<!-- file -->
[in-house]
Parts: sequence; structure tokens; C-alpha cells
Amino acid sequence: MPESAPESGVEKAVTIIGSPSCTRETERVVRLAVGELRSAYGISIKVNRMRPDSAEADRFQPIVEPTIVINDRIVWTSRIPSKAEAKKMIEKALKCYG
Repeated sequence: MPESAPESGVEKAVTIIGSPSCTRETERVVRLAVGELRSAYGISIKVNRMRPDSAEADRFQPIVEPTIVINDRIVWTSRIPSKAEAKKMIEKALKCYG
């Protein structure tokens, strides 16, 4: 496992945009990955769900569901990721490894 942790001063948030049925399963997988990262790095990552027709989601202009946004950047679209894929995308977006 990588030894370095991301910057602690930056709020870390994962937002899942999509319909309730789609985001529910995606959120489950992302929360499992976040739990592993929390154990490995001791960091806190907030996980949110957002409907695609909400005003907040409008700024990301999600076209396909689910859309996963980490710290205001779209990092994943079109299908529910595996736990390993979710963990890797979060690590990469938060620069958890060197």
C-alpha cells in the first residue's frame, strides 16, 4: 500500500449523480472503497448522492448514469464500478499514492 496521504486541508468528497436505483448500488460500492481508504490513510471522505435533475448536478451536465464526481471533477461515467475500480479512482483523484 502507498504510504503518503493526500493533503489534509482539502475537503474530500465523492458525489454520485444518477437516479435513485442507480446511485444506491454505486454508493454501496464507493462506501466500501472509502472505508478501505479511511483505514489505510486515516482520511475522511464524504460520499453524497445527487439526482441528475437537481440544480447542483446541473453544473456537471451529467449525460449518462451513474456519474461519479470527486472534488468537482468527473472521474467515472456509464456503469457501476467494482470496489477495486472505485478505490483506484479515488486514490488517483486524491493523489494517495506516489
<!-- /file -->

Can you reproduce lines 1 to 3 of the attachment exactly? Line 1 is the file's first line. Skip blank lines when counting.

[in-house]
Parts: sequence; structure tokens; C-alpha cells
Amino acid sequence: MPESAPESGVEKAVTIIGSPSCTRETERVVRLAVGELRSAYGISIKVNRMRPDSAEADRFQPIVEPTIVINDRIVWTSRIPSKAEAKKMIEKALKCYG